With natural ecological processes already beginning to fail, deferring action will only compound the problems. We are at a point where fresh directions are essential, and where our only choice is to foster a common spirit, dedicated to achieving solutions through long term policies
We recognise that this is not just the responsibility not just of Governments, but of every individual to restore environmental health and stability.
Direction for the Future
It is in this spirit that the following recommendations are put forward to the government and the people of Western Australia.
* To introduce positive measures for reducing the consumption of key resources ,such as water, energy ( electricity, petrol, etc.) timber and some rare minerals.
* To reduce pollution of our environment, including the discharge of waste gases affecting climate and the ozone shield.
* To ensure that recycling becomes a mandatory requirement for all waste disposal.
For our Forests
* The little remaining old growth forest should be left intact while the consequences of its felling are more fully investigated.
* The current intensive management practices for timber production should be moderated until it is known how good health can be restored to the forest and land.
* Greater sensitivity should be exercised in determining the season and frequency of prescribed burning.
* We urge that the managers of our forests investigate urgent expansion of all aspects of research into forest ecology.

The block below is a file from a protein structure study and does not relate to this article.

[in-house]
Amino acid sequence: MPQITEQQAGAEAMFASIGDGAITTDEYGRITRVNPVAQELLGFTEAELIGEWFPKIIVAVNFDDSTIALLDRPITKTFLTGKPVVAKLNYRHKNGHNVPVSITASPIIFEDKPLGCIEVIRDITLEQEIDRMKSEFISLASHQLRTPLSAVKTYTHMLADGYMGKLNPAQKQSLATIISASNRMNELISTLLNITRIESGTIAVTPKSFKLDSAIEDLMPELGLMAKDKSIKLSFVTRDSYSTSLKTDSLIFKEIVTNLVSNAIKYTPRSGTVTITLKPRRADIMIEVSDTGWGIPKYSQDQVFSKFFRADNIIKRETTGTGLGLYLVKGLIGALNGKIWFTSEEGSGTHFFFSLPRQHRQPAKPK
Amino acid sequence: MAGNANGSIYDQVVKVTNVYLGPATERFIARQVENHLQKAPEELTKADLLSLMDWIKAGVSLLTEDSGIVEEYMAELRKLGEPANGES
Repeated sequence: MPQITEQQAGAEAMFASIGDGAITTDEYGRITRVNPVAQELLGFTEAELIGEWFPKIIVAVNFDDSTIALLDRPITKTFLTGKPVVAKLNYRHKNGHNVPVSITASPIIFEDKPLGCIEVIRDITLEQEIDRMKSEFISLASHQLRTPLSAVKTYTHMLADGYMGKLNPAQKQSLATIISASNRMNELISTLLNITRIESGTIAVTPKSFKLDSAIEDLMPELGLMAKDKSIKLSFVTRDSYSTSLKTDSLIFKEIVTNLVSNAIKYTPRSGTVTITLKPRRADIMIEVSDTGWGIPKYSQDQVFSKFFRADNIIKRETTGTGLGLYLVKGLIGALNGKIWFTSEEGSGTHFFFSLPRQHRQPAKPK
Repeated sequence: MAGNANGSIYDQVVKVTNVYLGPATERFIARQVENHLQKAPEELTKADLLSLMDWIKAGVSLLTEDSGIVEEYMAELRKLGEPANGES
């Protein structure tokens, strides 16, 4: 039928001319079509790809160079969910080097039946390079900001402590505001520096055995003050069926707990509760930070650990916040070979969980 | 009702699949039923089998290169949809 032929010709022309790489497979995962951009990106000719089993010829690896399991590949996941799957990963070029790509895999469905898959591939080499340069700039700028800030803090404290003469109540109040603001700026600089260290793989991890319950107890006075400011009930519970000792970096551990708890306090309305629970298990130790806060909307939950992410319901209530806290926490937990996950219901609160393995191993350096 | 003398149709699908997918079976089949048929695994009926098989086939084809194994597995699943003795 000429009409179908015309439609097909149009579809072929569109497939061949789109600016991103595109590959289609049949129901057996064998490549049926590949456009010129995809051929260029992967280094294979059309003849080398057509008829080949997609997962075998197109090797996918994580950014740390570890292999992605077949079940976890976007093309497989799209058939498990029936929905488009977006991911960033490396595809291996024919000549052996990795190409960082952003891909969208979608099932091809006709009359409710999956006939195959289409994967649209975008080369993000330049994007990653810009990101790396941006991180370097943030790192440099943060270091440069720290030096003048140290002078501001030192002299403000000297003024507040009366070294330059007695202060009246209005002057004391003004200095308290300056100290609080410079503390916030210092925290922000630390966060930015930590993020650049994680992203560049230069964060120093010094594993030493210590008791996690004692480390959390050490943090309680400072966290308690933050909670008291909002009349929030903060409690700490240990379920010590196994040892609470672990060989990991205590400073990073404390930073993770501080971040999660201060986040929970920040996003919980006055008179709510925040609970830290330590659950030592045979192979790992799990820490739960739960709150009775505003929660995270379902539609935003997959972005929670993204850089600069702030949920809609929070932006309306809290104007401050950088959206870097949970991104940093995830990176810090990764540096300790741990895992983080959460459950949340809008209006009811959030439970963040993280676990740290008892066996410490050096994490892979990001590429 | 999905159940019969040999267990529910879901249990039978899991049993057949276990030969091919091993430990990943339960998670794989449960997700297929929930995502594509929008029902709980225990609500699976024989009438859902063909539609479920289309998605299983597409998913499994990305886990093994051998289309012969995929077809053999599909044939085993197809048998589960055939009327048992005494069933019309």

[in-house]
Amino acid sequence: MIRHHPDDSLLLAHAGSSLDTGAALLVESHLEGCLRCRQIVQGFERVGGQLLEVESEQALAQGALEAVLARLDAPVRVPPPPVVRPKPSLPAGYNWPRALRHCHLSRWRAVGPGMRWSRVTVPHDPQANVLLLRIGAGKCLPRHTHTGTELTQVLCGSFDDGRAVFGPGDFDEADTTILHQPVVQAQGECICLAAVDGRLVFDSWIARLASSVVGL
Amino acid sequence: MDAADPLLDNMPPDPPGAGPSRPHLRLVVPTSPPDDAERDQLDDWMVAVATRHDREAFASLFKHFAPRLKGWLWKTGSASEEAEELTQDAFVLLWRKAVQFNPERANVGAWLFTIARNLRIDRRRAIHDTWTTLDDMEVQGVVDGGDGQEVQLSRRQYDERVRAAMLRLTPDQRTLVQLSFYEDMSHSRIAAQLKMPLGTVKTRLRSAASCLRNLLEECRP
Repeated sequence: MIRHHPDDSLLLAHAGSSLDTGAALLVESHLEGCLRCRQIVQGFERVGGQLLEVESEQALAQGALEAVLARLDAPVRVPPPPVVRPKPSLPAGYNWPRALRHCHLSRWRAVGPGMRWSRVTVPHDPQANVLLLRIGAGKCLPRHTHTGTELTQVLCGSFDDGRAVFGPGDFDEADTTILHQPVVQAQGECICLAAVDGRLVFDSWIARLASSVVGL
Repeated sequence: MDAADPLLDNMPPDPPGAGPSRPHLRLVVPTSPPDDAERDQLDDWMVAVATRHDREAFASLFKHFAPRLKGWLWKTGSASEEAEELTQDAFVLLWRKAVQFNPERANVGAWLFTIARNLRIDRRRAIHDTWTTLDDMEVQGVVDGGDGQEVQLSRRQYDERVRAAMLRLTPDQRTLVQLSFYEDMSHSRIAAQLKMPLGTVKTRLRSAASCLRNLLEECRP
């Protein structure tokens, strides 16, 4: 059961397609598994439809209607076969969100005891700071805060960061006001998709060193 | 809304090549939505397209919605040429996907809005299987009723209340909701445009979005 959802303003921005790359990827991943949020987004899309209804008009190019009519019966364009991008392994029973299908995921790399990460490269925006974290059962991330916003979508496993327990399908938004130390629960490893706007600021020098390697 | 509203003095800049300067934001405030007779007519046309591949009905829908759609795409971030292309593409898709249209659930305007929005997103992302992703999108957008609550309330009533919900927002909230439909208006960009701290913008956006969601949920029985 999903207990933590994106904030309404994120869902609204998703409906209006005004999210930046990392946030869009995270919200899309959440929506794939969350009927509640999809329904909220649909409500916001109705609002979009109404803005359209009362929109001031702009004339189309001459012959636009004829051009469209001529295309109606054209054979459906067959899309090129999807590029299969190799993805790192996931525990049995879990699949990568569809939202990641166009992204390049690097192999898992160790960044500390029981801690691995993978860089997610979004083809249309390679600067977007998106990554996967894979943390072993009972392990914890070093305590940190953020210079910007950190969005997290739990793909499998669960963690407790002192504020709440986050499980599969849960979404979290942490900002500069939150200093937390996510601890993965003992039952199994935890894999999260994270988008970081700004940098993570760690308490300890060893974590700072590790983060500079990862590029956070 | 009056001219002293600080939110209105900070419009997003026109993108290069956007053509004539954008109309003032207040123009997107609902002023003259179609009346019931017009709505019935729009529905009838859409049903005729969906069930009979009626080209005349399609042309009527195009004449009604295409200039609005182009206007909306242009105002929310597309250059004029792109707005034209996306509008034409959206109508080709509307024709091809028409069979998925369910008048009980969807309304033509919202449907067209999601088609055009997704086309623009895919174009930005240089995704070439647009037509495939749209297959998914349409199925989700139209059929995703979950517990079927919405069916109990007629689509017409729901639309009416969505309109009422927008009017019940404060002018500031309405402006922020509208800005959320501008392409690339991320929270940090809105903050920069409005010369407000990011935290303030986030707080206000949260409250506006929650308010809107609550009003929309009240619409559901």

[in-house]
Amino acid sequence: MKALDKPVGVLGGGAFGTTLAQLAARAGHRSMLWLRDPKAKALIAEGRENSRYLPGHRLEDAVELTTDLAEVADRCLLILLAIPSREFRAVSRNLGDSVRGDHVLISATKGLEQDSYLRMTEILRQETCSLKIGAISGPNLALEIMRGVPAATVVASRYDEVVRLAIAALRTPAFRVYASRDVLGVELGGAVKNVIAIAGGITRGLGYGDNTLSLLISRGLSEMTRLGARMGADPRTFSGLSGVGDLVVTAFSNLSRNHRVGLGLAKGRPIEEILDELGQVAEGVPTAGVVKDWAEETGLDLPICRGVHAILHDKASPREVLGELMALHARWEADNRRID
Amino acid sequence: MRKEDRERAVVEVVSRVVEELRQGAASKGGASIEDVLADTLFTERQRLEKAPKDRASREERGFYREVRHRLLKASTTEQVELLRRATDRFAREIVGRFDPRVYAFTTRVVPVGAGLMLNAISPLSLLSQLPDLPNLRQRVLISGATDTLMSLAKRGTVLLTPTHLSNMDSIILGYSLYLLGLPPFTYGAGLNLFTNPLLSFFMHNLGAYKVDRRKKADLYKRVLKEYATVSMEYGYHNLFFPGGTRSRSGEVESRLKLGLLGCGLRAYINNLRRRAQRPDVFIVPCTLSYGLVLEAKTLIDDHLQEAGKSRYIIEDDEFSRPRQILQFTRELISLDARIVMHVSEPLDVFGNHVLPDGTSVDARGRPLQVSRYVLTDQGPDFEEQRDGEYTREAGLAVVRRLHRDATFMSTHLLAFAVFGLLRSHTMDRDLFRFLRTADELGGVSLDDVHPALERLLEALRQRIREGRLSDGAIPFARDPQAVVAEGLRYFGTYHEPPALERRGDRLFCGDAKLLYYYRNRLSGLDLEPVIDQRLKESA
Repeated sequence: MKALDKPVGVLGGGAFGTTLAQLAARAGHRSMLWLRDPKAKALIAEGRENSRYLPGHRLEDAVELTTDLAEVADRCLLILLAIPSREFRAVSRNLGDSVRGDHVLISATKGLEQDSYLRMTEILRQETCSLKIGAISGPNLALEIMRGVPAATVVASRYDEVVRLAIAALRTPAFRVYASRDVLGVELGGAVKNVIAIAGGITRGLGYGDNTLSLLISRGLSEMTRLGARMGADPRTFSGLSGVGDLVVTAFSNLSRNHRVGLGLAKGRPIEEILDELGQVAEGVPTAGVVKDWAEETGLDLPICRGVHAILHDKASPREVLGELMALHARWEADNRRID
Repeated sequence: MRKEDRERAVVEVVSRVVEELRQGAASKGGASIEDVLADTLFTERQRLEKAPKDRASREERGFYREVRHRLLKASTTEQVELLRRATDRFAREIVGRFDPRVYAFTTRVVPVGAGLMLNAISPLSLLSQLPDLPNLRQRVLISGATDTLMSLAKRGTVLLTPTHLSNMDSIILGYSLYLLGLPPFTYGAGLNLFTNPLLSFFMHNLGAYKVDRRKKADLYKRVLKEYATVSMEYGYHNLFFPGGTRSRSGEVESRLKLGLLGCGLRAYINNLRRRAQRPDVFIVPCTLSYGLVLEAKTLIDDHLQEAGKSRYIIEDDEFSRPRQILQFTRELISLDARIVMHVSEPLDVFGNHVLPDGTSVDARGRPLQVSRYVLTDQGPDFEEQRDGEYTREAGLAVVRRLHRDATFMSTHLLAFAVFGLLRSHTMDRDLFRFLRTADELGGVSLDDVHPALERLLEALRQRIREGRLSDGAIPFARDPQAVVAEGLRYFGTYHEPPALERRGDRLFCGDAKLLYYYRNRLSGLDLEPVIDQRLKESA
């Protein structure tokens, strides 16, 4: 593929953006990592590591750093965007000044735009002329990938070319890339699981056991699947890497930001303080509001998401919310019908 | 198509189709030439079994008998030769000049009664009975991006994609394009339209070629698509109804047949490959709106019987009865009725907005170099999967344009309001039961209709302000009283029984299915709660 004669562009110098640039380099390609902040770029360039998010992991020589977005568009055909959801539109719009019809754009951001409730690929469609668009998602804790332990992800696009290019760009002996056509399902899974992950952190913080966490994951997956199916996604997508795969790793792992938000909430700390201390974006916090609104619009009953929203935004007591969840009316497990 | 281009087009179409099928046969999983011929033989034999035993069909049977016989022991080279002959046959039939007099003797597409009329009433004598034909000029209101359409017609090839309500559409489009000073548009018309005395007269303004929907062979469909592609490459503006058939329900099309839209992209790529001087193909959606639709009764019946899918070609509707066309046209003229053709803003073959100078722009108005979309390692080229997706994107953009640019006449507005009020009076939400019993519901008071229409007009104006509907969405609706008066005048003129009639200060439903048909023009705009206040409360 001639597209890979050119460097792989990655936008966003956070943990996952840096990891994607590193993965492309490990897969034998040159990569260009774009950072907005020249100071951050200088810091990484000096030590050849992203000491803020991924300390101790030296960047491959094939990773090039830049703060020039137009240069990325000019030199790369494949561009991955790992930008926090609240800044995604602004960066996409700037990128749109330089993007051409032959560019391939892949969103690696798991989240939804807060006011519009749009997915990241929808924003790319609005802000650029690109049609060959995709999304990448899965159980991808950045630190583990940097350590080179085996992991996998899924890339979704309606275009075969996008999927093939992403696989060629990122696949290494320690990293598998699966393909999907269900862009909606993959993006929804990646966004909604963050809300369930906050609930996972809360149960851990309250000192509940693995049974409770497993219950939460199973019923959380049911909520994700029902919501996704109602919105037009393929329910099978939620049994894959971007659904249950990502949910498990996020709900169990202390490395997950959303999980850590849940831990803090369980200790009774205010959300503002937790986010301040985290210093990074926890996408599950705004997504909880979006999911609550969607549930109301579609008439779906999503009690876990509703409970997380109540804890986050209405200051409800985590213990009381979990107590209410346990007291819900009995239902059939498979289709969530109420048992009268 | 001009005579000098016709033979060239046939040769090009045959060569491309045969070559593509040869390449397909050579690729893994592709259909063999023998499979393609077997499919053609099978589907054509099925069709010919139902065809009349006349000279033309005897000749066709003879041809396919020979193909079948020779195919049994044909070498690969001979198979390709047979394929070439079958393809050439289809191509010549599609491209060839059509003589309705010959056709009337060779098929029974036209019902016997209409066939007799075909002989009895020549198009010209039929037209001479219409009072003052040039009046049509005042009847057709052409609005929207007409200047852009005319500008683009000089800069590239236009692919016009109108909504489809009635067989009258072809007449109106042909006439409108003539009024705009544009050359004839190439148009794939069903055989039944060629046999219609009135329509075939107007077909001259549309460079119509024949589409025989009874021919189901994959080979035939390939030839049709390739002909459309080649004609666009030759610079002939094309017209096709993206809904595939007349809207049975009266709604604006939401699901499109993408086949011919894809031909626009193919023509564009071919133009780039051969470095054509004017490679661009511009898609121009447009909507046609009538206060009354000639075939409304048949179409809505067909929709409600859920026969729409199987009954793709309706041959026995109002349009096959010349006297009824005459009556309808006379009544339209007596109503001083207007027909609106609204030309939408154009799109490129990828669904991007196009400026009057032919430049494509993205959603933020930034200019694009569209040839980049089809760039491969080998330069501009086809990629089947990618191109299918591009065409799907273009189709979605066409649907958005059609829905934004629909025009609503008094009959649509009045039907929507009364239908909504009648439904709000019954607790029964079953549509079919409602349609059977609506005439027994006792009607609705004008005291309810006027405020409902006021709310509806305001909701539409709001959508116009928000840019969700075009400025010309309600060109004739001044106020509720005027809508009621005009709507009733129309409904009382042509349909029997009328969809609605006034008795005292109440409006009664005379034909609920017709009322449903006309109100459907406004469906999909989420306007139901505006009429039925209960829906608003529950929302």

* Our future timber requirements should be centered on supplies from plantations grown on presently cleared land.
* In the selection of species for plantations, due consideration must be given to climatic changes expected before the seedlings reach harvestable age
For our Water
* Water catchments should be rehabilitated so that rivers and streams can once again supply water fit for human consumption.
* A moratorium should be placed on land clearing in all water catchments.
For our Soil
* The instigation through all agencies, of a massive program of replanting of appropriate trees and shrubs on degraded lands, especially farmland.
* Vigorous research should be made into the use of agricultural chemicals and artificial fertilizers.
* Economic mechanisms should be put in place to encourage the viability of sustainable farming practices.
* Farming practice throughout the south-west should be urgently reviewed, in anticipation of the warmer, dryer climate now intensifying
For the protection of Flora and Fauna
It is essential that more viable reserves are created, linked where possible by natural corridors.
* More informed and caring attitudes should be engendered towards the indigenous flora and fauna outside reserves.
* Clear policies should be developed as a matter of urgency, for the retention of native vegetation remaining on privately owned land.
* A statewide program should be initiated to restore healthy native vegetation to all rural road verges.